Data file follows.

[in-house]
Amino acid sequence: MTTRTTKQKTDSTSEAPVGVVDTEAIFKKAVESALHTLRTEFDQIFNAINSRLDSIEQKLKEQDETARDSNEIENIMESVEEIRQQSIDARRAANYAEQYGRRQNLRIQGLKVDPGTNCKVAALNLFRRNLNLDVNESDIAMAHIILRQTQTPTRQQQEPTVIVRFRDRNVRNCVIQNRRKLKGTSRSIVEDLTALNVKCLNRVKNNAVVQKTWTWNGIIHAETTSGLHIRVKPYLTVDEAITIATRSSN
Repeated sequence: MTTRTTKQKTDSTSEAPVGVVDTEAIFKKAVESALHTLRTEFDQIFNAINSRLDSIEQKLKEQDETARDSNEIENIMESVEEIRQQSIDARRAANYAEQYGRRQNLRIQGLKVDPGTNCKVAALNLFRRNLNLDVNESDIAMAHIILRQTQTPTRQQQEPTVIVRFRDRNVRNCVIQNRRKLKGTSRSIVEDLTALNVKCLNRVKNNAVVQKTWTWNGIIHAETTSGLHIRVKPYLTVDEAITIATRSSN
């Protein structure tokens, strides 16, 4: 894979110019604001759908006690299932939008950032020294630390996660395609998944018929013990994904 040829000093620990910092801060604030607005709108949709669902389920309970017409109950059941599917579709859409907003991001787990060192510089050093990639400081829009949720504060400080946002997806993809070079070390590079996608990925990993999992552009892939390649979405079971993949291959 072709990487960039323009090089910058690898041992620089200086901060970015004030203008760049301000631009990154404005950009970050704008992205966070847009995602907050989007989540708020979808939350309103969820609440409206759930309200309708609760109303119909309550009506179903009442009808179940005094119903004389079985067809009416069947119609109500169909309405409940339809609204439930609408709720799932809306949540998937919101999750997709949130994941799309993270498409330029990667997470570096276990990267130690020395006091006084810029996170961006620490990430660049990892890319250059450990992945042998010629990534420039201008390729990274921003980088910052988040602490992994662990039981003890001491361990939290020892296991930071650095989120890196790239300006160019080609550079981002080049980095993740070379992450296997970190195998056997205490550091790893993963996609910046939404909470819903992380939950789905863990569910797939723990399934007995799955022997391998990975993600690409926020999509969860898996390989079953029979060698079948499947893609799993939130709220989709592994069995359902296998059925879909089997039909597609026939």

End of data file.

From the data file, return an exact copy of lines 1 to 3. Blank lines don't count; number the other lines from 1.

[in-house]
Amino acid sequence: MTTRTTKQKTDSTSEAPVGVVDTEAIFKKAVESALHTLRTEFDQIFNAINSRLDSIEQKLKEQDETARDSNEIENIMESVEEIRQQSIDARRAANYAEQYGRRQNLRIQGLKVDPGTNCKVAALNLFRRNLNLDVNESDIAMAHIILRQTQTPTRQQQEPTVIVRFRDRNVRNCVIQNRRKLKGTSRSIVEDLTALNVKCLNRVKNNAVVQKTWTWNGIIHAETTSGLHIRVKPYLTVDEAITIATRSSN
Repeated sequence: MTTRTTKQKTDSTSEAPVGVVDTEAIFKKAVESALHTLRTEFDQIFNAINSRLDSIEQKLKEQDETARDSNEIENIMESVEEIRQQSIDARRAANYAEQYGRRQNLRIQGLKVDPGTNCKVAALNLFRRNLNLDVNESDIAMAHIILRQTQTPTRQQQEPTVIVRFRDRNVRNCVIQNRRKLKGTSRSIVEDLTALNVKCLNRVKNNAVVQKTWTWNGIIHAETTSGLHIRVKPYLTVDEAITIATRSSN